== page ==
Shocking news: Sonny’s no supply-sider.

UPDATE Via Tom Crawford @ Capital Impact:

Gov. Sonny Perdue will veto cut in capitol gains tax —

Says state cannot afford the revenue loss, which could be more than $1 billion annually . . .

Original Post

I’ve been hearing rumblings that Governor Perdue may veto HB481, a key economic stimulus bill passed by the Legislature last session. HB481 would cut taxes for business and capital gains, a key component of supply side economic theory. Today the AJC points out that Perdue doesn’t consider himself an adherent of supply side economics and doesn’t think tax cuts are a good idea in tough economic times.

“Georgia’s a balanced budget state. And it’s very difficult to do the stimulus-type bills in a state that’s starved for revenue and cash at the same time.

So that kind of destroys a supply-side theory within a state government.”

I wonder, since Perdue has opposed and passed up opportunities to cut taxes even during good times when he ever thinks tax cuts are a good idea? Perhaps Governor Perdue and his economic advisors would do well to read the lectures found here and dig a little deeper, past the left-wing rhetoric, and learn the benefits of true economic stimulus.


  1. Skeptic Tank says:

    Were you completely asleep during the 2005 session when the Lege passed and Perdue signed a huge tax cut for corporations — with an impact estimated at $1 billion over a 10-year period? Perdue evidently thought that tax cut was a good idea.

  2. Bill Simon says:

    Peach Pundit did not begin until right near the end of the 2005 Session. So, that is pre-historic legislation if it did, indeed, happen the way you say it did. 🙂

  3. Skeptic Tank says:

    Yes, it did happen that way and yes, I am feeling more pre-historic by the day — which is another way of saying I’m an old fart. 😉

  4. NorthGeorgiaGirl says:

    I’d say we need to burn up the phone lines telling the Governor to sign the bill, but as Bill Simon pointed out on another thread, he probably doesn’t really care.

    I can’t say I’m surprised by the Governor considering a veto of this bill, though I am still very disappointed. Obviously, Governor Perdue thinks the money the state collects belong to the state and not the people who actually make the state work. The bill was sponsored by Graves, Burkhalter, Keen, Earhart and others, and carried by Sen. Rogers in the Senate, so it isn’t like it was some wacky group of “malcontents” who passed the bill.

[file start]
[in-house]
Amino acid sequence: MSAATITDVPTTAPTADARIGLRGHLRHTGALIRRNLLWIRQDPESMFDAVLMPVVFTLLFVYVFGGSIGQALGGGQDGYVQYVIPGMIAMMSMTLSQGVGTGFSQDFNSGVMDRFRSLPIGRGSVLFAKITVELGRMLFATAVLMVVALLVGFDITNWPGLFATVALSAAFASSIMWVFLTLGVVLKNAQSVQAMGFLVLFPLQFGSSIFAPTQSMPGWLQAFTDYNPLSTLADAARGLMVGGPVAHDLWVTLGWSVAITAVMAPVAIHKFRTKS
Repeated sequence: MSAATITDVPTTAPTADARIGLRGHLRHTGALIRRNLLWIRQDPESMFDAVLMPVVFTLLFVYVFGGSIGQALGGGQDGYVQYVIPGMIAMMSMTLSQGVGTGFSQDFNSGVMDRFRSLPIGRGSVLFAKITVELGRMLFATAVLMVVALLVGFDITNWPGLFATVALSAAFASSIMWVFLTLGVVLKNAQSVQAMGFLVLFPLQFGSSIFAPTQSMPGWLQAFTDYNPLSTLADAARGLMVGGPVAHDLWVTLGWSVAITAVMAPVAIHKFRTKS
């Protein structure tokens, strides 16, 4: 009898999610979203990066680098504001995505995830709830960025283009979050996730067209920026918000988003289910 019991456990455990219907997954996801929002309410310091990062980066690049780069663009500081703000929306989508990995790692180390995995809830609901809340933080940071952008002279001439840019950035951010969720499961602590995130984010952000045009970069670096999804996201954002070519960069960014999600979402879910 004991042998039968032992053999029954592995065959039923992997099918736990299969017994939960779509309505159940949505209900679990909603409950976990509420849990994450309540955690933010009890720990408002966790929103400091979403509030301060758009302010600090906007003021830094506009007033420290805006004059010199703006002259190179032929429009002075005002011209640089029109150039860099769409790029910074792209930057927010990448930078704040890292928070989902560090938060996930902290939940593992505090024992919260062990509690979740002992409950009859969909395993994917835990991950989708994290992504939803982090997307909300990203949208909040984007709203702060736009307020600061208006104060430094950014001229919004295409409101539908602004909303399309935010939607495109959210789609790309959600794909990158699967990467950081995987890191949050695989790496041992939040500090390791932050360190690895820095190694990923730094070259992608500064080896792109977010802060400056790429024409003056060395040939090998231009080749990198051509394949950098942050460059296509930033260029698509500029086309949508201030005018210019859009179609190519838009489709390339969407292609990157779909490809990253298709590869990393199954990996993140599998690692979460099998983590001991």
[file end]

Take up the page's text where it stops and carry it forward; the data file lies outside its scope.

Obviously, Governor Perdue sides with Nan Orrock on this issue. RINO’s are all the same. When they have an opportunity to prove they really believe everything they campaigned on, they revert back to their true beliefs.

    So much for Georgia being different this year and cutting taxes…

  5. Anonymole says:

    In the Governor’s defense, he did sign several important tax-cutting pieces of legislation, including a referendum to repeal the state’s inventory taxes (HB482).

  6. Technocrat says:

    Depending on where you are Georgia [ranks 31= 9.8%] in the middle 15 group of State and local taxes collected as a % of per capita income.
    Georgia is 38th in per capita income so +- $100 [10% of $34,500 x 9.8%] is SPOT ON for an ideal tax amount compared to the other 50 states.

    Obviously Maine and New York at 12-13% are too high.
    Alabama and Tennessee at 8.7% might be too low

  7. Goldwater Conservative says:

    Perhaps Buzz and the rest of the rhetoriticians of the right wing will put all of this aside.

    Every study of capital gains taxes show the same thing…cutting them does not encourage investment. It does provide a bit more of an incentive to dump your investments when capital gains taxes are low…this incentive is mirrored by higher capital gains taxes encouraging investors to ride out tougher times with a company.

    Regardless, supply-side economics does not explain a whole lote. It is a normative theory of sorts…it does not take into consideration actual economic behavior. On top of all that…it is dead. Supply side economics died not too long after Reagan got into office. Taxes were lowered past the optimal rate.

  8. Bill Simon says:


    It does provide a bit more of an incentive to dump your investments when capital gains taxes are low

    So, when the capital is sold at the lower rate, what, do you suppose, happens to that capital that has been generated? Is it just pissed away on cigarettes?

    Or, is the more likely scenario is that the owner of that capital goes off and searches for a new idea to invest that capital?

    I know that in your mind…everyone should just give all the money to the government.

  9. GC,

    Sonny didn’t veto this because he was worried about investment levels, he was worried about the impact on State revenues. Sadly, the Governor appears unaware that cutting capital gains almost always results in more revenue to the Government.

    Supply side economics is not dead, but it’s certainly unfashionable as is capitalism in general these days. Don’t worry, it’ll make a comeback when we awaken from this economic nightmare we’re enduring.

  10. aquaman says:

    “is SPOT ON for an ideal tax amount ” I would submit that a fair/ideal level of taxation would be the amount required to pay for the things government is intended to pay for not some % based on other spendthrift state rates. I assume Sonny needs the money to finish the boat ramps.

  11. Goldwater Conservative says:

    No Buzz, it doesn’t.

    They were saying the same thing up until 1981 about cutting capital gains taxes. They were cut too much and revenue plummeted (regarding that particular tax).